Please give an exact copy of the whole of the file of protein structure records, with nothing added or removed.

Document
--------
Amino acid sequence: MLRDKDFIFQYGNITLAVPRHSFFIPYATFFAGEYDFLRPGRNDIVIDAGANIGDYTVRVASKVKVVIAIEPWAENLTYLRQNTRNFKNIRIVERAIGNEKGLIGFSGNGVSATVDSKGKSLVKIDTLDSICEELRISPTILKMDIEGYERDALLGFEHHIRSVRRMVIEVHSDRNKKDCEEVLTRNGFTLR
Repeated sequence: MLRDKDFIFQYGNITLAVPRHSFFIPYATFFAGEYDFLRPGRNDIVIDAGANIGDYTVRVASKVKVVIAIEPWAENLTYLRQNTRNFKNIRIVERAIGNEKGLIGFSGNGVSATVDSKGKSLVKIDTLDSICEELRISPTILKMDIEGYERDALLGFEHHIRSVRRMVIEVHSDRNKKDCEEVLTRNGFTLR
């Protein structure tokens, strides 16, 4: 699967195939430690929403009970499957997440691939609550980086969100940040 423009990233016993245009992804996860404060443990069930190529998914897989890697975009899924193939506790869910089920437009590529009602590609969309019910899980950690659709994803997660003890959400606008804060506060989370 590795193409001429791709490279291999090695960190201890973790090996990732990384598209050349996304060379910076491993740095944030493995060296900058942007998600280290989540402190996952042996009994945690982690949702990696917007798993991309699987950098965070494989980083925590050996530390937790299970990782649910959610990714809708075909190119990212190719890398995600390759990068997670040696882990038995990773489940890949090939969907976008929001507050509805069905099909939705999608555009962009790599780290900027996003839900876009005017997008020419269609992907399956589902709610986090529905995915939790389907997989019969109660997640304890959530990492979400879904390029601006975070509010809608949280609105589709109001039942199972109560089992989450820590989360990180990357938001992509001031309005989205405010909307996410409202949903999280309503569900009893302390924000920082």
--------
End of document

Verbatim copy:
Amino acid sequence: MLRDKDFIFQYGNITLAVPRHSFFIPYATFFAGEYDFLRPGRNDIVIDAGANIGDYTVRVASKVKVVIAIEPWAENLTYLRQNTRNFKNIRIVERAIGNEKGLIGFSGNGVSATVDSKGKSLVKIDTLDSICEELRISPTILKMDIEGYERDALLGFEHHIRSVRRMVIEVHSDRNKKDCEEVLTRNGFTLR
Repeated sequence: MLRDKDFIFQYGNITLAVPRHSFFIPYATFFAGEYDFLRPGRNDIVIDAGANIGDYTVRVASKVKVVIAIEPWAENLTYLRQNTRNFKNIRIVERAIGNEKGLIGFSGNGVSATVDSKGKSLVKIDTLDSICEELRISPTILKMDIEGYERDALLGFEHHIRSVRRMVIEVHSDRNKKDCEEVLTRNGFTLR
């Protein structure tokens, strides 16, 4: 699967195939430690929403009970499957997440691939609550980086969100940040 423009990233016993245009992804996860404060443990069930190529998914897989890697975009899924193939506790869910089920437009590529009602590609969309019910899980950690659709994803997660003890959400606008804060506060989370 590795193409001429791709490279291999090695960190201890973790090996990732990384598209050349996304060379910076491993740095944030493995060296900058942007998600280290989540402190996952042996009994945690982690949702990696917007798993991309699987950098965070494989980083925590050996530390937790299970990782649910959610990714809708075909190119990212190719890398995600390759990068997670040696882990038995990773489940890949090939969907976008929001507050509805069905099909939705999608555009962009790599780290900027996003839900876009005017997008020419269609992907399956589902709610986090529905995915939790389907997989019969109660997640304890959530990492979400879904390029601006975070509010809608949280609105589709109001039942199972109560089992989450820590989360990180990357938001992509001031309005989205405010909307996410409202949903999280309503569900009893302390924000920082």